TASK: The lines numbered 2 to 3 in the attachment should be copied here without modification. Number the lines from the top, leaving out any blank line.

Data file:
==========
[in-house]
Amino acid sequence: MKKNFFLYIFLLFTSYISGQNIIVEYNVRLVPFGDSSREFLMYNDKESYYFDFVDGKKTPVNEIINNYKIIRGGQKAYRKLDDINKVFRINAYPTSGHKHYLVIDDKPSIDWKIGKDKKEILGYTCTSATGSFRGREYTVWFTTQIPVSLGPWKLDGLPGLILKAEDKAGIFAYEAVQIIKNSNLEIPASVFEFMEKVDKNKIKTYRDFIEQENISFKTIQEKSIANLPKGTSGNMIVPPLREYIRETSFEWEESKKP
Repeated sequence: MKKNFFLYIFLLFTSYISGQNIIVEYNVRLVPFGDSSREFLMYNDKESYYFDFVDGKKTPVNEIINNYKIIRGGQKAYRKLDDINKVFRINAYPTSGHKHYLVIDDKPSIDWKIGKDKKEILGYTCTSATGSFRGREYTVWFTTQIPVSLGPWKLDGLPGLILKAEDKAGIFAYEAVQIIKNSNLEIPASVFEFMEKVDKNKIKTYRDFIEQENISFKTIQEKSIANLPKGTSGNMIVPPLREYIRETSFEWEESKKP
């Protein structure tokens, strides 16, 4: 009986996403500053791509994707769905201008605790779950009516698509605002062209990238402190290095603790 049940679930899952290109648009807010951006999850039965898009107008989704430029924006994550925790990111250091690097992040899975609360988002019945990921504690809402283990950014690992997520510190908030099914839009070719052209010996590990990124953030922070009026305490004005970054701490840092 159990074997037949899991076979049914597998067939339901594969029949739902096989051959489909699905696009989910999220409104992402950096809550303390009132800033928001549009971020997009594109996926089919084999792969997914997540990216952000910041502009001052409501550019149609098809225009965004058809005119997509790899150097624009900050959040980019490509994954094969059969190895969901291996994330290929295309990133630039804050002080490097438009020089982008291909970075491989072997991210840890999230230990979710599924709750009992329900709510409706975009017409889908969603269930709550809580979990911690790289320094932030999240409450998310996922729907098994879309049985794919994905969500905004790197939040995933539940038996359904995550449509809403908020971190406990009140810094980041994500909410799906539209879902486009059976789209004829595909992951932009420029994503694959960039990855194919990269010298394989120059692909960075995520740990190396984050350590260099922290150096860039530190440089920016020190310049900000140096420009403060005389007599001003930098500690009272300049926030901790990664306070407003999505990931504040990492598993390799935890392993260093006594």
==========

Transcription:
Amino acid sequence: MKKNFFLYIFLLFTSYISGQNIIVEYNVRLVPFGDSSREFLMYNDKESYYFDFVDGKKTPVNEIINNYKIIRGGQKAYRKLDDINKVFRINAYPTSGHKHYLVIDDKPSIDWKIGKDKKEILGYTCTSATGSFRGREYTVWFTTQIPVSLGPWKLDGLPGLILKAEDKAGIFAYEAVQIIKNSNLEIPASVFEFMEKVDKNKIKTYRDFIEQENISFKTIQEKSIANLPKGTSGNMIVPPLREYIRETSFEWEESKKP
Repeated sequence: MKKNFFLYIFLLFTSYISGQNIIVEYNVRLVPFGDSSREFLMYNDKESYYFDFVDGKKTPVNEIINNYKIIRGGQKAYRKLDDINKVFRINAYPTSGHKHYLVIDDKPSIDWKIGKDKKEILGYTCTSATGSFRGREYTVWFTTQIPVSLGPWKLDGLPGLILKAEDKAGIFAYEAVQIIKNSNLEIPASVFEFMEKVDKNKIKTYRDFIEQENISFKTIQEKSIANLPKGTSGNMIVPPLREYIRETSFEWEESKKP